Many People Have Nothing To Celebrate On The Economic Front In 2021

Many People Have Nothing To Celebrate On The Economic Front In 2021

One might think animal spirits had gripped the Australian economy as a flurry of better-than-expected economic figures hit the newsstands before Christmas.

But Australians cannot let the political and bureaucratic class off scot-free for the devastation they have caused in 2020, or for their unwillingness to engage in serious reform which will underpin our future prosperity.

The Australian Bureau of Statistics’ November labour force numbers showed that 90,000 Australians had secured work in the previous month, bringing the number of employed people one step closer to the pre-lockdown level Australians are desperate to return to.

And the Mid-Year Economic and Fiscal Outlook brought further good news.

Australia’s economic recovery is going much better than expected only two months prior when the 2020-21 budget was released, and the federal budget deficit will be around $16 billion smaller than first thought.

The MYEFO is like a mini budget, usually released halfway between the annual federal ­budget, and provides an update on government revenue and ­expenditure.

It also contained improved outlooks for the unemployment rate and economic growth going forward.

For Australia’s political elites, Christmas had come early.

After plunging the country into its first recession in almost 30 years, negatively impacting six million jobs, forcing children to stay home from school and away from friends, and keeping families separated by inane hard border policies, they’re hoping that mainstream Australians will be content with the good news and reward them politically for ‘keeping us safe’.

But don’t be fooled. Australia has a long and tedious path back to economic prosperity, and current policy settings and an unwillingness to ­engage in necessary reform will only hold Australians back. For the 942,100 Australians still out of work, and the additional 1.3 million who cannot get enough hours, premature financial fanfare is insensitive.

And for the business owners who have been crippled by lockdowns, there’s nothing to celebrate.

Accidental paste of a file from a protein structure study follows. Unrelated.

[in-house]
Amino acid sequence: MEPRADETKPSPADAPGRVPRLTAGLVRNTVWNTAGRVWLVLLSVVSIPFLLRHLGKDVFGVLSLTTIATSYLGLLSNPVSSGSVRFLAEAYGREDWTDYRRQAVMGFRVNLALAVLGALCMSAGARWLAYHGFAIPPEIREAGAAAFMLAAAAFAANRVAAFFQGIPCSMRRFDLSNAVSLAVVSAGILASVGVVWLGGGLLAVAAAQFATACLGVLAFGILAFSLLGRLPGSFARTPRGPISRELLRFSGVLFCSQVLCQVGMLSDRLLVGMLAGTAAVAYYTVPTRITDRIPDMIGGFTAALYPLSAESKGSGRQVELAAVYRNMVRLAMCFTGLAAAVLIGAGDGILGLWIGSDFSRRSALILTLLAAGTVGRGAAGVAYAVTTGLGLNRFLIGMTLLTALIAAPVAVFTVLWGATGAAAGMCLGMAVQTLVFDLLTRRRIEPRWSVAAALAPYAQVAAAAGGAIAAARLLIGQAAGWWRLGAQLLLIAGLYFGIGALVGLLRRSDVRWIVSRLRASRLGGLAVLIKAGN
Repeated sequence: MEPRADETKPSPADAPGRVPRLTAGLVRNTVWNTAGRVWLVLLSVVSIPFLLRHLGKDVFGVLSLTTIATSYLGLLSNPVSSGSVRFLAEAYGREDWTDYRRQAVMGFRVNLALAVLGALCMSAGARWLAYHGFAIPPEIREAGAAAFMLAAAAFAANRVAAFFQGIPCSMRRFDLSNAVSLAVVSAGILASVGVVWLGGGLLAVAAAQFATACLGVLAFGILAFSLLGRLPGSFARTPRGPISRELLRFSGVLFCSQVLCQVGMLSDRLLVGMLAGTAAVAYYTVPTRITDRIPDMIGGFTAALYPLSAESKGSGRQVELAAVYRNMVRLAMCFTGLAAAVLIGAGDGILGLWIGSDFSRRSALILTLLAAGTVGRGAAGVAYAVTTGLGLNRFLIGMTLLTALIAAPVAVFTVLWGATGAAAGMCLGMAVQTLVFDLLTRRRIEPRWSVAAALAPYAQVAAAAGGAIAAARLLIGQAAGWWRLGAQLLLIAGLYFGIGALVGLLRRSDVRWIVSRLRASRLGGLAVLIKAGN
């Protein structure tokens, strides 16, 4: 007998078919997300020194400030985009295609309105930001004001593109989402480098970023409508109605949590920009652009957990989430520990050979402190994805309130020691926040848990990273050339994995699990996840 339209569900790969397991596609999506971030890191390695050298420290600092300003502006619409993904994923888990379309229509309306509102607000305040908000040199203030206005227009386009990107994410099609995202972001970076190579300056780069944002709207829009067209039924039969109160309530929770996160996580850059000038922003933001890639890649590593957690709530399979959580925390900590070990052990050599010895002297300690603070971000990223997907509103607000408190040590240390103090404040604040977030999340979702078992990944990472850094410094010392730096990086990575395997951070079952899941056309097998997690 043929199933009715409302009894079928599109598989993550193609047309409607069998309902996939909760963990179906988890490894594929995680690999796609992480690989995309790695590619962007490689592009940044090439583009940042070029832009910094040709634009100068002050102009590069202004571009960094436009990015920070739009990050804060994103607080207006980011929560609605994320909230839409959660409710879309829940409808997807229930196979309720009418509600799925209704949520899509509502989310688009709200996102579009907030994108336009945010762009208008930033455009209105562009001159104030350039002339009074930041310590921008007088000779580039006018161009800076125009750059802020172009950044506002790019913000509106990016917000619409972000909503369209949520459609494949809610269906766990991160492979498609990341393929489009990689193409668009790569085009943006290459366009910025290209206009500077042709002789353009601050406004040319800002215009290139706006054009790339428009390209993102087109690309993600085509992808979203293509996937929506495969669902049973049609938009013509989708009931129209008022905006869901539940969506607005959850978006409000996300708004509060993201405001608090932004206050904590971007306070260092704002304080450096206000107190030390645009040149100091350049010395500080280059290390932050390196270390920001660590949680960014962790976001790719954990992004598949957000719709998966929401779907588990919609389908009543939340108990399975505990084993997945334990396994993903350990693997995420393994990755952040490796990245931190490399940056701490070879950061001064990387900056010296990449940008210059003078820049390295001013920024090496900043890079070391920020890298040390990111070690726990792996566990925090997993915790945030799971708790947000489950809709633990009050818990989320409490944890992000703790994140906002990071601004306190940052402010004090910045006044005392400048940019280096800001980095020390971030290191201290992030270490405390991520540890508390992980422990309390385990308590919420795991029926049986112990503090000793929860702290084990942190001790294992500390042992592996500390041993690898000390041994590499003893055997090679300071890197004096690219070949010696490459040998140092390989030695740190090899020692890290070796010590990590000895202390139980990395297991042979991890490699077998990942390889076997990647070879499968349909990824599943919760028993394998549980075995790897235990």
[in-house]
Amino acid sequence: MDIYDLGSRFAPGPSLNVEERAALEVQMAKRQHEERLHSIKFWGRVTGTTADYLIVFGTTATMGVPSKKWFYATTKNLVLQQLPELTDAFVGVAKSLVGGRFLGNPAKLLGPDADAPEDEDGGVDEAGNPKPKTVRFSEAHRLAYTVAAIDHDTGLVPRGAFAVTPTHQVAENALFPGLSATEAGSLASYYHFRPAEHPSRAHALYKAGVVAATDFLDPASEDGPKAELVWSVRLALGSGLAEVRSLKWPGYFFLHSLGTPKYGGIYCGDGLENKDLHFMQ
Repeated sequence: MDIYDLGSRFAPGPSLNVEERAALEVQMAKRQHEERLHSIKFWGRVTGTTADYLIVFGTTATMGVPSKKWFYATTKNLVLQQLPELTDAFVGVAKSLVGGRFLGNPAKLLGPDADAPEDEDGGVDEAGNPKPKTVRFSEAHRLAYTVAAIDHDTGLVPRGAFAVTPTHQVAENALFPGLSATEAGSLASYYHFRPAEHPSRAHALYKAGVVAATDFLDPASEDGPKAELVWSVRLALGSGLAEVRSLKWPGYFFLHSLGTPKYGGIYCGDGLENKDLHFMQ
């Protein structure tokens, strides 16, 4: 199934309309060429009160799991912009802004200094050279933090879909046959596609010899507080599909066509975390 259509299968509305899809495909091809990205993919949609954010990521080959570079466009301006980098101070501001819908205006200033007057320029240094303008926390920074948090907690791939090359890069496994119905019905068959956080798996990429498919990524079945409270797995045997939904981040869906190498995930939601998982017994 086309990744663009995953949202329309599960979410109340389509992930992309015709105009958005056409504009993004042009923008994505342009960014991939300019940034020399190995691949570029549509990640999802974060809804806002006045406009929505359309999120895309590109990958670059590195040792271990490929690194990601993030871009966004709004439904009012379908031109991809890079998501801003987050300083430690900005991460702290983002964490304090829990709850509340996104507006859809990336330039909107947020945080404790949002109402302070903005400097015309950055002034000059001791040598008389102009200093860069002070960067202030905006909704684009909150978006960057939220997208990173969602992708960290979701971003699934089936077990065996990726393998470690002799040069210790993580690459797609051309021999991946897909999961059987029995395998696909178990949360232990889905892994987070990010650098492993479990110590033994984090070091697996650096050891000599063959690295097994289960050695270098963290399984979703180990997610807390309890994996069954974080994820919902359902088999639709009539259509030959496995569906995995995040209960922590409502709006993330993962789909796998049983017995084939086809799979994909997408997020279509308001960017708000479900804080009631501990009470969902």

Australia’s premiers have engaged in a reckless and devastating act of economic, cultural, and social self-harm.

While major lockdown measures have finally been lifted for the most part, they are likely to be reimposed if a few cases of coronavirus emerge, as in South Australia last month, presenting a real threat to the economic recovery.

Quite simply, businesses can’t make plans to invest in new equipment or hire and train new staff if they might be forced to close shop at any moment.

That’s why new private sector business investment is now at the second lowest level ever recorded at 10.3 per cent of GDP, according to the ABS.

But to Australia’s political and ­bureaucratic rulers, this doesn’t ­matter.

At the beginning of the pandemic, Prime Minister Scott Morrison insisted that we were “all in this together”, a phrase that became the unofficial slogan for those insisting that Australia should lock down. But as Institute of Public Affairs research shows, between March and September 607,000 private sector workers lost their job while almost 20,000 new bureaucrats were hired.

Politicians and bureaucrats are completely detached from the real economy which their edicts effect.

When they forced businesses to close back in March, they immediately put hundreds of thousands of Australians out of work, and forced millions more to take pay cuts.

But they refused to demonstrate any shared sacrifice, ignoring an IPA poll which showed 74 per cent of Australians wanted politicians and senior public servants earning more than $150,000 a year to take a 20 per cent pay cut.

There is little hope for an economic recovery based on structural reform that will turbocharge the economy because political and bureaucratic elites have no skin in the game.

The private business investment statistic quoted above is dire for working Australians. Business investment is the key to productivity gains, which ultimately underpin wage growth.

Without making Australia a more attractive place to do business, it will be impossible to arrest the decline in private sector business investment, which is in the longest-running structural decline on record.

Australia’s corporate tax rate is the equal second highest among the 37 countries in the OECD, and the minimum wage is the highest in the world.

According to the World Economic Forum’s 2019 Global Competitiveness Report, Australia ranks 80th out of 141 countries for the burden of red tape and 111th for hiring and firing practices.

These issues can only be addressed through structural reform, which was necessary before coronavirus came but is now vital considering the ­carnage lockdowns inflicted on ­Australians.

Good news found in the MYEFO and labour force numbers must not overwhelm the effort to hold politicians and bureaucrats accountable for the damage they have done.

And it should especially not let politicians off the hook for engaging in the structural reforms needed to ensure that all Australians can experience the dignity of work and the prosperity they deserve.

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